Growing Broad Beans at the Allotment

Growing Broad Beans at the Allotment

Broad beans are a popular choice to grow on the allotment as part of the Legumes family. 

They come in different varieties. Dwarfs are great for windy spots and have a great flavour. Aquadulce Claudia are a popular choice for autumn sowing.  Windsor is a great producer of larger beans with an amazing flavour.  

Generally, before Spring, start in small pots inside and you can plant out a few weeks later once the shoots are appearing and its mild enough outside. They usually take approximately 3 weeks to germinate. 

Starting your broad beans off in pots, indoors gives them a better start if your soil is heavy with clay. Sow in good compost about 2 inches deep. Water well and keep them in a light environment. 

You can sow directly or plant out from March onwards if the conditions are mild. Vulnerable young plants may require some protection during cold spells. You can even sow some varieties directly in November and February in milder and sheltered locations. 

Provide the bed with good compost or well-rotted manure and plenty of water. Sow in rows approximately 6-10 inches apart, setting your crop up for easy picking later. Always sow a surplus to replace any failing plants. 

Give your plants a thorough drenching upon flowering and again one week-fortnight later, water regularly and soak well in hot and dry spells. 

Some larger plants may require some support using canes and string.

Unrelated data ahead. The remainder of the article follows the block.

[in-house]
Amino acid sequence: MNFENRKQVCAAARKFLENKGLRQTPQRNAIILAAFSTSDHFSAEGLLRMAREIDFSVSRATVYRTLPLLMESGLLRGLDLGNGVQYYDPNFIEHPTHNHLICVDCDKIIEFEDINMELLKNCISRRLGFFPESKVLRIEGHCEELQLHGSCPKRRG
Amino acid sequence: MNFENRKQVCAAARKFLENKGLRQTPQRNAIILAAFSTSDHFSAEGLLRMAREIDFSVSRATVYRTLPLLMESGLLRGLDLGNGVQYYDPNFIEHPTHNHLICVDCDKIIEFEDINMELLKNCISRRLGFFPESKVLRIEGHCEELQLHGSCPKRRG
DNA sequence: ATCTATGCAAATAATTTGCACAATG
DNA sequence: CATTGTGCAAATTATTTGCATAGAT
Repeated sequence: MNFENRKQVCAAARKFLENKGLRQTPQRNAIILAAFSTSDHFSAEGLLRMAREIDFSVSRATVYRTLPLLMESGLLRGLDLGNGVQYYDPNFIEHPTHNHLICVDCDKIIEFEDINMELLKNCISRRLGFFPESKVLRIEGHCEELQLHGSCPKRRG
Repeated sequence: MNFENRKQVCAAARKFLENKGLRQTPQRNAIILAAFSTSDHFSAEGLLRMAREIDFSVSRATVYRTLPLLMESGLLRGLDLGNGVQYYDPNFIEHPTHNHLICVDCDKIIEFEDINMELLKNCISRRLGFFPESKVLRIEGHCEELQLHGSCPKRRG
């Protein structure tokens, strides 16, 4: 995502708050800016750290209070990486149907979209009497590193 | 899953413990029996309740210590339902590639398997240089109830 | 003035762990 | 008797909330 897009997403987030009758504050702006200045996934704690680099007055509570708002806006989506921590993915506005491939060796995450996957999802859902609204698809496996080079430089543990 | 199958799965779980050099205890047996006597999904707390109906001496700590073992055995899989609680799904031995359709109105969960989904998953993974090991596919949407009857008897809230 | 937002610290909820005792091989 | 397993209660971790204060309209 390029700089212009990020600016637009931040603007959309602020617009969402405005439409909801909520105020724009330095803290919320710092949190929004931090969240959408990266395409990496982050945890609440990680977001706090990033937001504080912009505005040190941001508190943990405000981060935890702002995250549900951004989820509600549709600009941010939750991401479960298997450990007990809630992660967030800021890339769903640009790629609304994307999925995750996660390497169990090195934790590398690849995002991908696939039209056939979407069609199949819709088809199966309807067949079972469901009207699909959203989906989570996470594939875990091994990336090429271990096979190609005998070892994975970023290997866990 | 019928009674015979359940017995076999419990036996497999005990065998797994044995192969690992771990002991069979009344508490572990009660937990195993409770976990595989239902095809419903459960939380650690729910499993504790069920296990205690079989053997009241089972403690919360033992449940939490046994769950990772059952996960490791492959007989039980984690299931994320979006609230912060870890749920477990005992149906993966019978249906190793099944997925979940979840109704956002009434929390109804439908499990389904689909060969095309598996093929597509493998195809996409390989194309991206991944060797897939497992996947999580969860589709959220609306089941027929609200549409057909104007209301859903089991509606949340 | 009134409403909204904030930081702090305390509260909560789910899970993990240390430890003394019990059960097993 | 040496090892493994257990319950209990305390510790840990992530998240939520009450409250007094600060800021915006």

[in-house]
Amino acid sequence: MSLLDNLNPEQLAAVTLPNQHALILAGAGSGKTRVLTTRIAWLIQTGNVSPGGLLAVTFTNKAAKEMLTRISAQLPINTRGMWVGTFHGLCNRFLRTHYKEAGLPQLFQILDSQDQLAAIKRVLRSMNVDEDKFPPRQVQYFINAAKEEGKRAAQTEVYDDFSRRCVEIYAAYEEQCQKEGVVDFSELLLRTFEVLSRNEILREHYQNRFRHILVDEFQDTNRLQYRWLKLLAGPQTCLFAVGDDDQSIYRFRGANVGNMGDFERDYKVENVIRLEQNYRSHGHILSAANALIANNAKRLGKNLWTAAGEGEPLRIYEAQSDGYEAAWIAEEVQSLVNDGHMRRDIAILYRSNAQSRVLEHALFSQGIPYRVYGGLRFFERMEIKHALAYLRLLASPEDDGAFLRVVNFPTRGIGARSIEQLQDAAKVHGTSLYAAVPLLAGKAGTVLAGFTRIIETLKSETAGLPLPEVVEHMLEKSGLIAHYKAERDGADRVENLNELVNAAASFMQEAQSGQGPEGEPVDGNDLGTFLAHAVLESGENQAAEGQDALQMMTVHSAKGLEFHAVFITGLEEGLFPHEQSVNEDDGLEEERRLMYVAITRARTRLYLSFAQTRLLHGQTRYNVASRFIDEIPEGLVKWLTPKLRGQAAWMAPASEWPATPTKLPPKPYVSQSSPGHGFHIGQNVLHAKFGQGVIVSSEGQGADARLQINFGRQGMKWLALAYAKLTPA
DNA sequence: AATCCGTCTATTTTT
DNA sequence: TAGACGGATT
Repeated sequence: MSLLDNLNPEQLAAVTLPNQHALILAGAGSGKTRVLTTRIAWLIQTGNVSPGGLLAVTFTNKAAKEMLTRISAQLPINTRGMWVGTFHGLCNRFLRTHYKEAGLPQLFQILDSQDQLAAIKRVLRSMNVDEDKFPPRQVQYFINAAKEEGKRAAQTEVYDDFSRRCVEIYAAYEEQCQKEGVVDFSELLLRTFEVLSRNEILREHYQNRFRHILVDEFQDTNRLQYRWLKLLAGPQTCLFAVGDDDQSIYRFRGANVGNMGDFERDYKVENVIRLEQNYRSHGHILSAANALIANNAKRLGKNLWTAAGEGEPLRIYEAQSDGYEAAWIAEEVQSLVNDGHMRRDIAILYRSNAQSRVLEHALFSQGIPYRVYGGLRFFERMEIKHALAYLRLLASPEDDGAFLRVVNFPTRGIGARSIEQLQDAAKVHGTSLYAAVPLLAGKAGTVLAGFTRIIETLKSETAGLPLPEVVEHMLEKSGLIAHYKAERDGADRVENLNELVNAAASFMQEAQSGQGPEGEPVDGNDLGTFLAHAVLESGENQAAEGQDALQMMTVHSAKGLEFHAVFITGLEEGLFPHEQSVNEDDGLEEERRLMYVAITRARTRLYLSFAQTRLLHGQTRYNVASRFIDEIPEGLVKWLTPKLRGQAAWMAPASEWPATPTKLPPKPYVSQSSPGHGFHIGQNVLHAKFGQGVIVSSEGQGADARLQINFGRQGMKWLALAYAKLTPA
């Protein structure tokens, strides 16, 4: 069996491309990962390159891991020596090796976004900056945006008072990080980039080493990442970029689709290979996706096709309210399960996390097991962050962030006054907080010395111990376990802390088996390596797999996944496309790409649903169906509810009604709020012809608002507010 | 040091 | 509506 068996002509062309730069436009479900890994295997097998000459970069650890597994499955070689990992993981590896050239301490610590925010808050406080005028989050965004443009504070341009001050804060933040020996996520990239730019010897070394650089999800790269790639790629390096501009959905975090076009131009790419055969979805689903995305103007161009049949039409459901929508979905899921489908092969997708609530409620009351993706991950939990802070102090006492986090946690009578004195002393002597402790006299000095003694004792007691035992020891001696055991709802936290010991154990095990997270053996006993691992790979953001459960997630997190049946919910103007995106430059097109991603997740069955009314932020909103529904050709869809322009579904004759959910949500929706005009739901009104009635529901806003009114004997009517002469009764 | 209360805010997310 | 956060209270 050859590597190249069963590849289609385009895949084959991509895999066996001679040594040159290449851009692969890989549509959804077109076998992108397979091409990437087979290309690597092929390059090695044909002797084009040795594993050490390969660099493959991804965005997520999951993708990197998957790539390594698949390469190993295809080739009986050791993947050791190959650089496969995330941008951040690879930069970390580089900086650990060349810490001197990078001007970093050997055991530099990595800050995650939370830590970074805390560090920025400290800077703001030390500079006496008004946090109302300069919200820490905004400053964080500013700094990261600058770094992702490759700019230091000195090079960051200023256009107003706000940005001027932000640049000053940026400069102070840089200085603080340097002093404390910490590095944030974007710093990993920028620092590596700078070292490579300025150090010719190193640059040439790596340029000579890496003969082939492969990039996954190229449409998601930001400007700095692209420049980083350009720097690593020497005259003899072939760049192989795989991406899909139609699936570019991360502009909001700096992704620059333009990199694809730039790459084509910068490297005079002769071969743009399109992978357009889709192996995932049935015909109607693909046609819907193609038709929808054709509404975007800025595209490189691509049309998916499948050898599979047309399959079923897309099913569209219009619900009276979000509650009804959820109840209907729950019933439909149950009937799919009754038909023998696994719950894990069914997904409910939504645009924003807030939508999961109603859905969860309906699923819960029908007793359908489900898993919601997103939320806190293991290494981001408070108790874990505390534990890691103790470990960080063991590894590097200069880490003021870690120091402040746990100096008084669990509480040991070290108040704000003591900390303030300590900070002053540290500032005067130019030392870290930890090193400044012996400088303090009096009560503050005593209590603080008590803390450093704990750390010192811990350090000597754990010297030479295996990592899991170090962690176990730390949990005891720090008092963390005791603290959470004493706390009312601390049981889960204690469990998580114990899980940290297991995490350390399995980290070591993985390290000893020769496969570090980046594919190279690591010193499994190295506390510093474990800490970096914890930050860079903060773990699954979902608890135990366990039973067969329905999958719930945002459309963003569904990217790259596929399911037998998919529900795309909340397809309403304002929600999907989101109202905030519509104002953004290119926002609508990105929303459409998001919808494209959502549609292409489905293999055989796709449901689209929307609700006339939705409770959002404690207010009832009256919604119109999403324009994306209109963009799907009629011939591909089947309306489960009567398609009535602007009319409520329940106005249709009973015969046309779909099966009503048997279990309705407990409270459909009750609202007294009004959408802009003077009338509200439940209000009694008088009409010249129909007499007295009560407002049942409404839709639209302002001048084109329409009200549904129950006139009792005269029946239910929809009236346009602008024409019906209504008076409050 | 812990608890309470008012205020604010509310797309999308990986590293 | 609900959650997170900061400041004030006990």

When the lowest flowers have produced, you can pinch out the shoot tips at the top. Not only are these edible and delicious but pinching out helps reduce blackfly and encourages reproduction. 

Some issues to look out for are blackfly, which can be reduced as described by pinching out but can easily be washed off. Chocolate spot is a fungal disease, which Potash really helps reduce. Add plenty when planting them out. Space the plants out to give them enough room, will also help prevent the spread of this disease. 

Rust can be a problem later in the season. This is caused by excess rain and may result in smaller pods and leaves to drop.  

Mice like broad bean seeds!  

You can pick young pods when they reach approximately 3 inches from late Spring to midsummer; variety and sowing time dependent. You should pick pods that are ready on a regular basis to encourage regrowth. Generally waiting until the pod is plump and you can see and feel the beans inside. Pods mature quicker the lower they are on the plant, and they can grow fast, so ensure you check often. 

Small ones are much more tender and sweeter, and larger, older beans can be tough if they are left too long. They will require blanching and peeling before you store them. 

To store your broad beans, they can easily be frozen or dried before cooking. 

broad bean 3631991_1920
broad bean 5373644_1920
broad bean 7297699_1920
greenfly 5388588_1920

Growing Broad Beans in Summary

Sowing Broad Beans

  • Sow indoors from February
  • Directly in March, April to Mid May
  • Winter varieties in October - November

Growing Broad Beans

  • Water well and soak once flowering
  • Potash helps fight fungal disease Chocolate Spot.
  • Watch for pests and diseases such as black-fly and rust
  • Pinch out shoot tips (edible)
  • Offer support if required


Harvesting Broad Beans

  • When you can feel/see the beans in the pod
  • Pick regularly to encourage growth
  • The smaller the bean, the more tender and sweet
  • Large, blackened can be tough
  • Harvest June - October
  • Winter varieties June
  • Freeze or dry for storage. Blanch and peel older beans first